Also trust your body if something feels wrong. Don’t be afraid to go to your doctor if things don’t seem right. You will likely have to wait a year for a referral to a fertility clinic, but a good physical and conversation with your doctor can help give you some peace. In my case I had very irregular cycles and after only three months of ttc I went to the doctor and had an ultrasound. At that time I was diagnosed with PCOS. Something was wrong. Your doctor may do a physical and just say you have to keep trying, but at least you have done all you can to make sure things are okay.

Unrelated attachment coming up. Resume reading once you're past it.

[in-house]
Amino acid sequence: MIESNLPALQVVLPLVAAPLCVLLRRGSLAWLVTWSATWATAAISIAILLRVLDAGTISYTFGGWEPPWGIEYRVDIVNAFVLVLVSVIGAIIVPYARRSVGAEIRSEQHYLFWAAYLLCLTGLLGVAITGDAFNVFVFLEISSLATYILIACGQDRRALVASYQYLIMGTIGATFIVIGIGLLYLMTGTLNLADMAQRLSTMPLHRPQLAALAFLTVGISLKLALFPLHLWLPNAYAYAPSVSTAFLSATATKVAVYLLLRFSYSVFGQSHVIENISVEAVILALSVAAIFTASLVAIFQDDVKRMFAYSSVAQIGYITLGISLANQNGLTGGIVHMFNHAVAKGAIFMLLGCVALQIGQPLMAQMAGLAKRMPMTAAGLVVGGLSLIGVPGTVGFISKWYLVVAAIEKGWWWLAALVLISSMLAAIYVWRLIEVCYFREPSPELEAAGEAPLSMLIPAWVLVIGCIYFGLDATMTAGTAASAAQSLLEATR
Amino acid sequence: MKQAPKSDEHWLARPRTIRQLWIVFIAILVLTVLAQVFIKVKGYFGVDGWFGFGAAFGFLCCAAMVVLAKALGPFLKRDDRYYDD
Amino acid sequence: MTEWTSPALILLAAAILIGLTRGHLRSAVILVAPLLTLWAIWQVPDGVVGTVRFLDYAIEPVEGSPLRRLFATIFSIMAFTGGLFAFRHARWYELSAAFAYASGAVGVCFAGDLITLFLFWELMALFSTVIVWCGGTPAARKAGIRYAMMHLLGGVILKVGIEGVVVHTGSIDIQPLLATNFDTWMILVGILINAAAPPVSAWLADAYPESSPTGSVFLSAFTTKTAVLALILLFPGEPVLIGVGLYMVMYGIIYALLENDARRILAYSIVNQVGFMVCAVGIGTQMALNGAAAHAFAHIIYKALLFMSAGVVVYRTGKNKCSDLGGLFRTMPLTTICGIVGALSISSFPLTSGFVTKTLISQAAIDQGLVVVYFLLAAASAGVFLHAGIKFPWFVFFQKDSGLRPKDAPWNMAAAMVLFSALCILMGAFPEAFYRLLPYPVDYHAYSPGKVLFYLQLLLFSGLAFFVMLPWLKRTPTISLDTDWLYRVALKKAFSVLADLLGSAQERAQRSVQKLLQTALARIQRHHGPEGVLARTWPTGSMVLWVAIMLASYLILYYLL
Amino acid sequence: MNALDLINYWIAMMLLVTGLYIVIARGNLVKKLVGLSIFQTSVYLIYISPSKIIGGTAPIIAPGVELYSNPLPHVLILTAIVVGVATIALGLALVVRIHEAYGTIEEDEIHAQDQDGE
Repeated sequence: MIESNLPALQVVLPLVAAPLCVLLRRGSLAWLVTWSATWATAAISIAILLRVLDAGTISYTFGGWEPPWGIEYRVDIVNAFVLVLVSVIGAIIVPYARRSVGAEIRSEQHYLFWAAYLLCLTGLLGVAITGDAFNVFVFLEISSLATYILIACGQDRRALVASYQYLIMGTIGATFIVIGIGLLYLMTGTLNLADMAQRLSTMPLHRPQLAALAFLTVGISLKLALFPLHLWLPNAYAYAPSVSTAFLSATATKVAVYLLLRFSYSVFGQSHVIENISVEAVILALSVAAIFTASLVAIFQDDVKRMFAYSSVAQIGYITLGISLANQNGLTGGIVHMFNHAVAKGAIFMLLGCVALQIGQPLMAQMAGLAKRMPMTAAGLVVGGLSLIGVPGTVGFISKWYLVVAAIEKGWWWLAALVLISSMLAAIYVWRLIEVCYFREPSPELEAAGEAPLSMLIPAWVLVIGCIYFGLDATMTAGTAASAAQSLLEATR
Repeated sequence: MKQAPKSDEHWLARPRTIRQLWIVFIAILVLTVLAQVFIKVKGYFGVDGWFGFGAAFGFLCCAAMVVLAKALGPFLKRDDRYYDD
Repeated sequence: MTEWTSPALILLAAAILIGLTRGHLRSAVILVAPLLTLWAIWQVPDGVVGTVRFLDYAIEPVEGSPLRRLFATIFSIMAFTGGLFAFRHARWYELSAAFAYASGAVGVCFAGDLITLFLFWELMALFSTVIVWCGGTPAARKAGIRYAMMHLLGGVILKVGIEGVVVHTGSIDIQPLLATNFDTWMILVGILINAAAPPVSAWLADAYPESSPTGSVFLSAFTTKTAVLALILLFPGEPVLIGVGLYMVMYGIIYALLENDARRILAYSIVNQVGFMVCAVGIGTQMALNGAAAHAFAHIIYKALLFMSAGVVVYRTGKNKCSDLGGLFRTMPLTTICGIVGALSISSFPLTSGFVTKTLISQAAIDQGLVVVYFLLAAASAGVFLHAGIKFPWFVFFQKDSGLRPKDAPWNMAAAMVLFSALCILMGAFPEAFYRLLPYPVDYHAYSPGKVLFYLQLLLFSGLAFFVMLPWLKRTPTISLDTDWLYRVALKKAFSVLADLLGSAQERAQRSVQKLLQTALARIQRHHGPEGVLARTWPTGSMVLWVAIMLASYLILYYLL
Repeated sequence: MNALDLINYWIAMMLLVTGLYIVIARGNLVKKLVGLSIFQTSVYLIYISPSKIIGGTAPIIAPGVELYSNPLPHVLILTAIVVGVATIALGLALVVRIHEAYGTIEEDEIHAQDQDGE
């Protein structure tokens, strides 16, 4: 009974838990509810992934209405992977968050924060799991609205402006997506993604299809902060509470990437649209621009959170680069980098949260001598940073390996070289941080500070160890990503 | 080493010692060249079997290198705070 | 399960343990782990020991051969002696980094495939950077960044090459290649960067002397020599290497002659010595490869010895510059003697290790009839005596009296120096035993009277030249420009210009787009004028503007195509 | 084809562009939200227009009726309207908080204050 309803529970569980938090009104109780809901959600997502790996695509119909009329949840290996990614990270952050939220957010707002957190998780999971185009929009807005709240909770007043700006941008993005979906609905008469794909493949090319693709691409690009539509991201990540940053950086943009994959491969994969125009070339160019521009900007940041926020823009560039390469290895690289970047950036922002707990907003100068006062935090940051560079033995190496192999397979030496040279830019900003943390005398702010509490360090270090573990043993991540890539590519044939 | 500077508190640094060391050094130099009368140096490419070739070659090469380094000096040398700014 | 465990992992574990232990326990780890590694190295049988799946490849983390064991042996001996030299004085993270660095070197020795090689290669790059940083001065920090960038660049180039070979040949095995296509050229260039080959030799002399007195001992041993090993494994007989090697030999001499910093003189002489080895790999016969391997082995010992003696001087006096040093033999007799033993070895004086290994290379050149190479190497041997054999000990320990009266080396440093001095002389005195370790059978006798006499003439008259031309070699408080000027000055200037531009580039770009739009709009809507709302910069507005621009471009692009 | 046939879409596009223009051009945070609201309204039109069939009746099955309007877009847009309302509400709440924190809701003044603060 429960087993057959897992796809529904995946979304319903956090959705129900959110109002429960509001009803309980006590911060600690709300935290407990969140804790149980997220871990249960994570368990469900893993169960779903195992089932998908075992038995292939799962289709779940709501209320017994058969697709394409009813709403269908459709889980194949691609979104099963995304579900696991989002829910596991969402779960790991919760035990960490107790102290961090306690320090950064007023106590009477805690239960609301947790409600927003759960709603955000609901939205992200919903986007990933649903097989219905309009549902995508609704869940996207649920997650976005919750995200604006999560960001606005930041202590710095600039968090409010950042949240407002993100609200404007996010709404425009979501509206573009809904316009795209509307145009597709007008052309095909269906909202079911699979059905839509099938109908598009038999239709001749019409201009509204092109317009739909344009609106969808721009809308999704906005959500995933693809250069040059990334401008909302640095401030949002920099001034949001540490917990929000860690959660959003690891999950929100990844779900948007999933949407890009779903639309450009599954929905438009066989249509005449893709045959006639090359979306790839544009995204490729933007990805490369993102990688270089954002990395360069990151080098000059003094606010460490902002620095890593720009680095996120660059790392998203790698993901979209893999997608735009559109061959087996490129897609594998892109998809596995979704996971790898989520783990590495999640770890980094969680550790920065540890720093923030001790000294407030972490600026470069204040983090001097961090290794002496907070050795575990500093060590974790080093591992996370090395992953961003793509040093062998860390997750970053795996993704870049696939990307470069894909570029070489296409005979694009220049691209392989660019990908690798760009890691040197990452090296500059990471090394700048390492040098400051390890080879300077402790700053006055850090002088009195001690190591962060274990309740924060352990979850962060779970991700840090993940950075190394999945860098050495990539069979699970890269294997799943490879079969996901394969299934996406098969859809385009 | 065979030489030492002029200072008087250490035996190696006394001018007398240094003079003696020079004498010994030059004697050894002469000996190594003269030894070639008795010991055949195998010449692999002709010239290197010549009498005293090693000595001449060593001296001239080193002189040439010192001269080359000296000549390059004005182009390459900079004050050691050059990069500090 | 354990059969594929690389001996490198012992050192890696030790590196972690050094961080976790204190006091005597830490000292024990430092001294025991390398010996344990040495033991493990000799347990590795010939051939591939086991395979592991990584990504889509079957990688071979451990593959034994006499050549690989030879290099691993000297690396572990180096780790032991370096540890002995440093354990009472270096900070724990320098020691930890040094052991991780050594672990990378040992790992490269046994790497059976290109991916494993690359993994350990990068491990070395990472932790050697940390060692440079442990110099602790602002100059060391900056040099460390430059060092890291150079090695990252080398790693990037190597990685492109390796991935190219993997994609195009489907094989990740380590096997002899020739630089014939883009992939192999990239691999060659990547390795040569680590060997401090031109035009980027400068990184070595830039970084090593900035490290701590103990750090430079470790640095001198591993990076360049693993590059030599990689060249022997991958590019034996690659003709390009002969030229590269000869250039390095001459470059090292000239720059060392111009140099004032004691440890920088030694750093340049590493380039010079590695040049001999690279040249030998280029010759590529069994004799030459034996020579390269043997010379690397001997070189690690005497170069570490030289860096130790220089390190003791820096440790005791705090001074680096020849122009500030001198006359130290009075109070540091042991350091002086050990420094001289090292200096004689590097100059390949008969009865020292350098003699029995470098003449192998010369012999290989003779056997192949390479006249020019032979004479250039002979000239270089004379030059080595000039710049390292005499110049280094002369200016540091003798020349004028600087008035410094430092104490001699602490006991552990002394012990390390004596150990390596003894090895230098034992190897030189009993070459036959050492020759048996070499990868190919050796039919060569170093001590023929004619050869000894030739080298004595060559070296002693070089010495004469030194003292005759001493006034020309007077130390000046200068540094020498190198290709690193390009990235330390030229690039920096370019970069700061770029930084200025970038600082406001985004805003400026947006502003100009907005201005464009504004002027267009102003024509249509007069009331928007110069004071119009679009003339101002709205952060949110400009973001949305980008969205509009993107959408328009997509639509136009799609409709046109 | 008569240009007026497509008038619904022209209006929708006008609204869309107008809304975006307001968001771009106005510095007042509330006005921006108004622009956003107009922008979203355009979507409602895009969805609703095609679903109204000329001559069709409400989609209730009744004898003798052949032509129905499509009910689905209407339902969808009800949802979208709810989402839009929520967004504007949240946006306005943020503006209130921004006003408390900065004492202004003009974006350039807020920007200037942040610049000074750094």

Fourth, try not to become a pregnancy test addict. This is easier said than done, but try to wait until you are late before testing. Every single early pregnancy symptom, can be a symptom of your period. So try to use all your self control to not test. It will save you lots of money, but also it can keep the hope alive a little longer. A negative pregnancy test can be one of the most depressing moments in this journey. Each one feels a bit like a small death you have to mourn. It is hard. No point going through it multiple times a cycle, especially if the same feelings of defeat are there when your period comes. (Side note here, if your period are irregular sometimes you have to take more tests and that’s okay. My cycles are crazy long (up to 96 days) so I wait until day 30 and then test weekly after that, same day of the week every week. It works for me)